A061898


Swap each prime in factorization of n with "neighbor" prime.


8



1, 3, 2, 9, 7, 6, 5, 27, 4, 21, 13, 18, 11, 15, 14, 81, 19, 12, 17, 63, 10, 39, 29, 54, 49, 33, 8, 45, 23, 42, 37, 243, 26, 57, 35, 36, 31, 51, 22, 189, 43, 30, 41, 117, 28, 87, 53, 162, 25, 147, 38, 99, 47, 24, 91, 135, 34, 69, 61, 126, 59, 111, 20, 729, 77, 78, 71, 171, 58
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OFFSET

1,2


COMMENTS

Here "neighbor" primes are just paired in order: 2<>3, 5<>7, 11<>13, etc. Selfinverse permutation of the integers. Multiplicative.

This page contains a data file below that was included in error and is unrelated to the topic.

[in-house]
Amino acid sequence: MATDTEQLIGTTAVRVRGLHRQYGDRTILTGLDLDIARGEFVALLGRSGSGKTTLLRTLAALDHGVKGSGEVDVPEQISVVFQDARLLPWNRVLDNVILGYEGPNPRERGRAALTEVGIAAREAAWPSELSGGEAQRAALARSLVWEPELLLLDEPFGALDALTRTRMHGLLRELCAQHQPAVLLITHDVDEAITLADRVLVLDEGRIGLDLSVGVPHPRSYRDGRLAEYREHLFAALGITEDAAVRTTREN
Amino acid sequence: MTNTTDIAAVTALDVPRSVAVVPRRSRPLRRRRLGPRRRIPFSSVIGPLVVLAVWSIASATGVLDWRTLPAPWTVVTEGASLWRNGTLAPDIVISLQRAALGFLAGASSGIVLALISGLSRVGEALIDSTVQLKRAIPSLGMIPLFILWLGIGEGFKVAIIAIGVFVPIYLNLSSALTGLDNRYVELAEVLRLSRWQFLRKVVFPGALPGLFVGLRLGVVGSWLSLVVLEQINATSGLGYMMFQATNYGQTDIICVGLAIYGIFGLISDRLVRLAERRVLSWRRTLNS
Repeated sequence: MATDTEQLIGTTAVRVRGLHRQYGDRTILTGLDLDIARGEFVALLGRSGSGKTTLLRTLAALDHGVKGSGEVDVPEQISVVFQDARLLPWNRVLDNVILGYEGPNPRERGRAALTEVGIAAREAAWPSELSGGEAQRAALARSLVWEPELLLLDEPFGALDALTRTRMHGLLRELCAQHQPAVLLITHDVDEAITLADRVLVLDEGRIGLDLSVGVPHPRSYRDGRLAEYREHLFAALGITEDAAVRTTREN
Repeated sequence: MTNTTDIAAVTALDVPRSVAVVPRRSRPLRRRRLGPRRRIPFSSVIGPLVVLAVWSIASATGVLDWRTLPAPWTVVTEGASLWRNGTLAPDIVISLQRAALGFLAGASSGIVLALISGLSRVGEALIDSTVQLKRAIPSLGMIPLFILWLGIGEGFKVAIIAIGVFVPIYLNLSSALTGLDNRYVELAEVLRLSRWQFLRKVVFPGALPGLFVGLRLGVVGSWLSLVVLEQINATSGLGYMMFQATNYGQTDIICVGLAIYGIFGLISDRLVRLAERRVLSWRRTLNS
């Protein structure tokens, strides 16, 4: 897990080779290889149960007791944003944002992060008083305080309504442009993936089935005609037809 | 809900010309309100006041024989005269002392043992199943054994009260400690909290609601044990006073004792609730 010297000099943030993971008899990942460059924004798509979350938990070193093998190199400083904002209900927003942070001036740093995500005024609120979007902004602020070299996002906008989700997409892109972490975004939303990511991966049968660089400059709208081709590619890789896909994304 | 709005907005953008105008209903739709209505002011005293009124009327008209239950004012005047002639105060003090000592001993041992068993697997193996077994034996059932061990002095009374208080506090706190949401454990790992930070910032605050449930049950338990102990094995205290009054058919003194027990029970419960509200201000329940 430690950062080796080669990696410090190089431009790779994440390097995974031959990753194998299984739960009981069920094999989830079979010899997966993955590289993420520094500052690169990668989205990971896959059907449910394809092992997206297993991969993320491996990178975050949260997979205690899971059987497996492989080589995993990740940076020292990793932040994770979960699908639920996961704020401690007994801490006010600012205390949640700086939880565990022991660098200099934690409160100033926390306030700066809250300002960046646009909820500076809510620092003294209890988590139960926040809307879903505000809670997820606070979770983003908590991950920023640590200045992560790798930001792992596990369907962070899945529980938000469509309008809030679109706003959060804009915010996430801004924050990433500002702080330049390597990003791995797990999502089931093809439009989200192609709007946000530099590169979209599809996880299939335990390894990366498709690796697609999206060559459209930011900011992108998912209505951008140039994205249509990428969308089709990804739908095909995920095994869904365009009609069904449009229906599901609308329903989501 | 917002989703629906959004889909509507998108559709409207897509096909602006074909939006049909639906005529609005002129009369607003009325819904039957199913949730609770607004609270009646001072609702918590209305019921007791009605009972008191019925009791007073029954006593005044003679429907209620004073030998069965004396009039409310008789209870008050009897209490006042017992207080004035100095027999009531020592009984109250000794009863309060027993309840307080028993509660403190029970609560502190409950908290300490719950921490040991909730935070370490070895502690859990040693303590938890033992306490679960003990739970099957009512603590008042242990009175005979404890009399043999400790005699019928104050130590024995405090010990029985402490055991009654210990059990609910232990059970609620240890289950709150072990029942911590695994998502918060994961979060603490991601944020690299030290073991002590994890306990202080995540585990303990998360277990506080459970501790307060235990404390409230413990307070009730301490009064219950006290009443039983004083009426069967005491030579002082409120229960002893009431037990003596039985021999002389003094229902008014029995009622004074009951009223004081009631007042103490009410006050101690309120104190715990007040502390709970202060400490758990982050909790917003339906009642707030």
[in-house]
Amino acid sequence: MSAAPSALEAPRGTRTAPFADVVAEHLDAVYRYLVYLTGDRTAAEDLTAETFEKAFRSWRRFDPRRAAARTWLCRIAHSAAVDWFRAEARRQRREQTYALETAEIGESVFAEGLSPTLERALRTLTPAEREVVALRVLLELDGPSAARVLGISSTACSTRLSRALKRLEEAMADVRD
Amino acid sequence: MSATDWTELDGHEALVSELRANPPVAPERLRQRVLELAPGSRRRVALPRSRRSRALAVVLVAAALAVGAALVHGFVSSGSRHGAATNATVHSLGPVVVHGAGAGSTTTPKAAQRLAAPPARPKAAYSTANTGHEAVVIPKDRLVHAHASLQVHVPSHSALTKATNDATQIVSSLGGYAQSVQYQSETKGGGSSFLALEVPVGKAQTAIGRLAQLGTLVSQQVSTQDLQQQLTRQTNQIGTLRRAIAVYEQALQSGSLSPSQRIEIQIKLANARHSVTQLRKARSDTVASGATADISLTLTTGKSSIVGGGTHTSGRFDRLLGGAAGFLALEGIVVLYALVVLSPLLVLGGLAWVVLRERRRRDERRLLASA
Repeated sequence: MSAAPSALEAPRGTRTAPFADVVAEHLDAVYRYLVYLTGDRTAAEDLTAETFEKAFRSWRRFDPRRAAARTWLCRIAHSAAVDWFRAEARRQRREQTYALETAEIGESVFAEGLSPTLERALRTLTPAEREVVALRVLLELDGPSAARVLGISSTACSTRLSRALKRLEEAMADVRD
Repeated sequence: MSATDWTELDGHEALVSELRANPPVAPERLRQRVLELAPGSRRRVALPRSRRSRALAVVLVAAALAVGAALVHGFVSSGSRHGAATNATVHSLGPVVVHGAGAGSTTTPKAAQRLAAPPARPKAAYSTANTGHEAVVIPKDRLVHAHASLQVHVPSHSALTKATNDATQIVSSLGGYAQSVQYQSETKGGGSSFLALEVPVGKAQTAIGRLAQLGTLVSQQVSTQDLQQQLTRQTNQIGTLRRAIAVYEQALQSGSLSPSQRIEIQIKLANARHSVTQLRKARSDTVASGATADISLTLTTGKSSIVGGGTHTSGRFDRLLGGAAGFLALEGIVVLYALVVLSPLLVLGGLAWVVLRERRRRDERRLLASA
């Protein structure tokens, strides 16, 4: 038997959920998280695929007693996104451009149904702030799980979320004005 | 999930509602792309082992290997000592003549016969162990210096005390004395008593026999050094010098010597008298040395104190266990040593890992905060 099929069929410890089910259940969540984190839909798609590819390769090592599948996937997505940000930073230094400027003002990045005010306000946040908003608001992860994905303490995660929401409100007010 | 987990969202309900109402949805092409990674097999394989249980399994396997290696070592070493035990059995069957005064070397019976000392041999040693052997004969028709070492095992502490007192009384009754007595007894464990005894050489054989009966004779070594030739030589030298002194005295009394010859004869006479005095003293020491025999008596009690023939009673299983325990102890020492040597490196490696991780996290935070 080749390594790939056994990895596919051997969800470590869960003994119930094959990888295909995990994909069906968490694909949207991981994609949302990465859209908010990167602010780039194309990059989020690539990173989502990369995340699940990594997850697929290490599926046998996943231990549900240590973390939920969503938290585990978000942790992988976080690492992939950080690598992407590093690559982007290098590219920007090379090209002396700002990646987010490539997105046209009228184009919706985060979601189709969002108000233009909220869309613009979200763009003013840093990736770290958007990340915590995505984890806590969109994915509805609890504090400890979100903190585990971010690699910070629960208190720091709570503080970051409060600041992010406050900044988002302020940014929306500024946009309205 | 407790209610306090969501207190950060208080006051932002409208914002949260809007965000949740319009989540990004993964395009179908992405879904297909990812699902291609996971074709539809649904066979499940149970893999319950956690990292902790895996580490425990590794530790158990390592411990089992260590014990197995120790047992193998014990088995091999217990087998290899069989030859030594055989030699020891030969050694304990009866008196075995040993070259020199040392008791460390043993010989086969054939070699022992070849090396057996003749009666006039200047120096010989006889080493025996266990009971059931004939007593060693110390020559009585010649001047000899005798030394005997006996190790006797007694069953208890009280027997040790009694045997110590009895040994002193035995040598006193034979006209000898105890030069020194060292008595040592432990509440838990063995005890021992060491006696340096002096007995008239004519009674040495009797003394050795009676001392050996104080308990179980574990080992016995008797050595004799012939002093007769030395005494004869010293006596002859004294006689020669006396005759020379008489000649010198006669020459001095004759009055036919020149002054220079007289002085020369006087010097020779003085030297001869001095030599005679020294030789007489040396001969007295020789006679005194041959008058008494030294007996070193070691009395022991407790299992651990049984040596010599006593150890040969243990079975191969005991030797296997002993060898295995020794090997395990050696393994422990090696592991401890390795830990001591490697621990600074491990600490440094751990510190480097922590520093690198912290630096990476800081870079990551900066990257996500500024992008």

LINKS



FORMULA

Sum_{k=1..n} a(k) ~ c * n^2, where c = (1/2) * Product_{p prime} ((p^2p)/(p^2q(p)) = 0.9229142333..., where q(p) is the "neighbor" of p.  Amiram Eldar, Nov 29 2022


EXAMPLE

a(60) = 126 since 60 = 2^2*3*5, swapping 2<>3 and 5<>7 gives 3^2*2*7 = 126 (and of course then a(126) = 60).


MAPLE

p:= proc(n) option remember; `if`(numtheory[pi](n)::odd,
nextprime(n), prevprime(n))
end:
a:= n> mul(p(i[1])^i[2], i=ifactors(n)[2]):


MATHEMATICA

p[n_] := p[n] = If[OddQ[PrimePi[n]], NextPrime[n], NextPrime[n, 1]];
a[1] = 1; a[n_] := Product[p[i[[1]]]^i[[2]], {i, FactorInteger[n]}];


PROG

(PARI) a(n) = my(f=factor(n)); for (i=1, #f~, ip = primepi(f[i, 1]); if (ip % 2, f[i, 1] = prime(ip+1), f[i, 1] = prime(ip1))); factorback(f); \\ Michel Marcus, Jun 09 2014


CROSSREFS



KEYWORD



AUTHOR



STATUS

approved